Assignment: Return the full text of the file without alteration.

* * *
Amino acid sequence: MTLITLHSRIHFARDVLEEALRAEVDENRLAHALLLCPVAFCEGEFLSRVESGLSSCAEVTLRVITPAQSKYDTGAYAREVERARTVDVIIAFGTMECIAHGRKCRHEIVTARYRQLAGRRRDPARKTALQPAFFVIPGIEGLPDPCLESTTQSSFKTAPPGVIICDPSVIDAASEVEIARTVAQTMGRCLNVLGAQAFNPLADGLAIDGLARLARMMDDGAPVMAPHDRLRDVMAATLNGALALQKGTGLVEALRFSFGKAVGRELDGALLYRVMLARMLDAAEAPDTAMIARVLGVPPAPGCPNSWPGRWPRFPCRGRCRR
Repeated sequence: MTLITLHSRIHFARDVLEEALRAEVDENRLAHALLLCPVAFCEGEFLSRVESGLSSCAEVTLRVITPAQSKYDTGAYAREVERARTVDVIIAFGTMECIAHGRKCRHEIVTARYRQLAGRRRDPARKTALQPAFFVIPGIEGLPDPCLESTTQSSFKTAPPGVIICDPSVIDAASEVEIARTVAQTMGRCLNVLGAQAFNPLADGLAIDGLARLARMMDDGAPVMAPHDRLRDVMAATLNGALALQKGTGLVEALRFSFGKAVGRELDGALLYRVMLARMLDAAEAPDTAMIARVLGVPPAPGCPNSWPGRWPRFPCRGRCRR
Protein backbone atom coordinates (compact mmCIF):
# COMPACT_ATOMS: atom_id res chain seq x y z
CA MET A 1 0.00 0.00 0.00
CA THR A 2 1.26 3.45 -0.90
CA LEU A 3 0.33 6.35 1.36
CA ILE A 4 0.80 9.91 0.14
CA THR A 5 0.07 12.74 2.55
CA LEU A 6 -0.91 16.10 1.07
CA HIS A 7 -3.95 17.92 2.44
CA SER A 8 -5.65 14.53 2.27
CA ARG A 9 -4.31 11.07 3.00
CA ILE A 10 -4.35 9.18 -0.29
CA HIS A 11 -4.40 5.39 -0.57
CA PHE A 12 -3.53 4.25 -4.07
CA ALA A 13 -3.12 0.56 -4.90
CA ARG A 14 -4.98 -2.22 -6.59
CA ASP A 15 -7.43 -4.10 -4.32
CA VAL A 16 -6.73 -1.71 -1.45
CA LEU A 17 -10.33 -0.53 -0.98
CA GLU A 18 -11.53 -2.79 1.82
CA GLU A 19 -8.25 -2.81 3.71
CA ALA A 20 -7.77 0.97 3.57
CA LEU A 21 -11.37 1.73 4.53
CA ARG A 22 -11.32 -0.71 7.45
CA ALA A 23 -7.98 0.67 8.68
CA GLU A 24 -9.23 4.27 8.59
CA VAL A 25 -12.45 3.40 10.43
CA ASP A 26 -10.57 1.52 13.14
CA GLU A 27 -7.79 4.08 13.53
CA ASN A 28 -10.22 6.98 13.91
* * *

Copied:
Amino acid sequence: MTLITLHSRIHFARDVLEEALRAEVDENRLAHALLLCPVAFCEGEFLSRVESGLSSCAEVTLRVITPAQSKYDTGAYAREVERARTVDVIIAFGTMECIAHGRKCRHEIVTARYRQLAGRRRDPARKTALQPAFFVIPGIEGLPDPCLESTTQSSFKTAPPGVIICDPSVIDAASEVEIARTVAQTMGRCLNVLGAQAFNPLADGLAIDGLARLARMMDDGAPVMAPHDRLRDVMAATLNGALALQKGTGLVEALRFSFGKAVGRELDGALLYRVMLARMLDAAEAPDTAMIARVLGVPPAPGCPNSWPGRWPRFPCRGRCRR
Repeated sequence: MTLITLHSRIHFARDVLEEALRAEVDENRLAHALLLCPVAFCEGEFLSRVESGLSSCAEVTLRVITPAQSKYDTGAYAREVERARTVDVIIAFGTMECIAHGRKCRHEIVTARYRQLAGRRRDPARKTALQPAFFVIPGIEGLPDPCLESTTQSSFKTAPPGVIICDPSVIDAASEVEIARTVAQTMGRCLNVLGAQAFNPLADGLAIDGLARLARMMDDGAPVMAPHDRLRDVMAATLNGALALQKGTGLVEALRFSFGKAVGRELDGALLYRVMLARMLDAAEAPDTAMIARVLGVPPAPGCPNSWPGRWPRFPCRGRCRR
Protein backbone atom coordinates (compact mmCIF):
# COMPACT_ATOMS: atom_id res chain seq x y z
CA MET A 1 0.00 0.00 0.00
CA THR A 2 1.26 3.45 -0.90
CA LEU A 3 0.33 6.35 1.36
CA ILE A 4 0.80 9.91 0.14
CA THR A 5 0.07 12.74 2.55
CA LEU A 6 -0.91 16.10 1.07
CA HIS A 7 -3.95 17.92 2.44
CA SER A 8 -5.65 14.53 2.27
CA ARG A 9 -4.31 11.07 3.00
CA ILE A 10 -4.35 9.18 -0.29
CA HIS A 11 -4.40 5.39 -0.57
CA PHE A 12 -3.53 4.25 -4.07
CA ALA A 13 -3.12 0.56 -4.90
CA ARG A 14 -4.98 -2.22 -6.59
CA ASP A 15 -7.43 -4.10 -4.32
CA VAL A 16 -6.73 -1.71 -1.45
CA LEU A 17 -10.33 -0.53 -0.98
CA GLU A 18 -11.53 -2.79 1.82
CA GLU A 19 -8.25 -2.81 3.71
CA ALA A 20 -7.77 0.97 3.57
CA LEU A 21 -11.37 1.73 4.53
CA ARG A 22 -11.32 -0.71 7.45
CA ALA A 23 -7.98 0.67 8.68
CA GLU A 24 -9.23 4.27 8.59
CA VAL A 25 -12.45 3.40 10.43
CA ASP A 26 -10.57 1.52 13.14
CA GLU A 27 -7.79 4.08 13.53
CA ASN A 28 -10.22 6.98 13.91